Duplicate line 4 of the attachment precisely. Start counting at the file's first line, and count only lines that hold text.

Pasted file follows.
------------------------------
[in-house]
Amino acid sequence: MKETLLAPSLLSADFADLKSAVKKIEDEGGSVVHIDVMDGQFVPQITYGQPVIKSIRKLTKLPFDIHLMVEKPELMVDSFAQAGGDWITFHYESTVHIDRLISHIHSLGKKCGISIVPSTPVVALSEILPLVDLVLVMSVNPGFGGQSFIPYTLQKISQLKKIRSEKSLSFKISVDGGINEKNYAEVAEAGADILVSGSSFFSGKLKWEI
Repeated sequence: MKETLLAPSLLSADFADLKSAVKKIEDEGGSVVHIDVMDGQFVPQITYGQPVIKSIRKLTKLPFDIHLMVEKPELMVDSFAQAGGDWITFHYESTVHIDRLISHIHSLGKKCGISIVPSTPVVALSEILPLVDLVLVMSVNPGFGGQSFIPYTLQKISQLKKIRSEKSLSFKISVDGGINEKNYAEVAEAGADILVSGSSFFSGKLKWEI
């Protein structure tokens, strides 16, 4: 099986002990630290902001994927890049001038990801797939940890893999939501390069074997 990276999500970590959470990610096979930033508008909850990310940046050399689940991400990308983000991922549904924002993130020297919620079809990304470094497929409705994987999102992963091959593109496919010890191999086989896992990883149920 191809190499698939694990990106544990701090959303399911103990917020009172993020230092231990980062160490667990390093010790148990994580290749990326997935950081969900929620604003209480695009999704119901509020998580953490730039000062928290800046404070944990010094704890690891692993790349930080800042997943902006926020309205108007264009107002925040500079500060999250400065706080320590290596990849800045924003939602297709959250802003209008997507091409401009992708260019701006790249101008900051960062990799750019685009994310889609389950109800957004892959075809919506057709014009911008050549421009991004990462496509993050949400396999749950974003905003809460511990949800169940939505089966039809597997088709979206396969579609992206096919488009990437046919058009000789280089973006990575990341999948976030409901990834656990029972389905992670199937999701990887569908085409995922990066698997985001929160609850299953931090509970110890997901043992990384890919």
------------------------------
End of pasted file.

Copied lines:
């Protein structure tokens, strides 16, 4: 099986002990630290902001994927890049001038990801797939940890893999939501390069074997 990276999500970590959470990610096979930033508008909850990310940046050399689940991400990308983000991922549904924002993130020297919620079809990304470094497929409705994987999102992963091959593109496919010890191999086989896992990883149920 191809190499698939694990990106544990701090959303399911103990917020009172993020230092231990980062160490667990390093010790148990994580290749990326997935950081969900929620604003209480695009999704119901509020998580953490730039000062928290800046404070944990010094704890690891692993790349930080800042997943902006926020309205108007264009107002925040500079500060999250400065706080320590290596990849800045924003939602297709959250802003209008997507091409401009992708260019701006790249101008900051960062990799750019685009994310889609389950109800957004892959075809919506057709014009911008050549421009991004990462496509993050949400396999749950974003905003809460511990949800169940939505089966039809597997088709979206396969579609992206096919488009990437046919058009000789280089973006990575990341999948976030409901990834656990029972389905992670199937999701990887569908085409995922990066698997985001929160609850299953931090509970110890997901043992990384890919």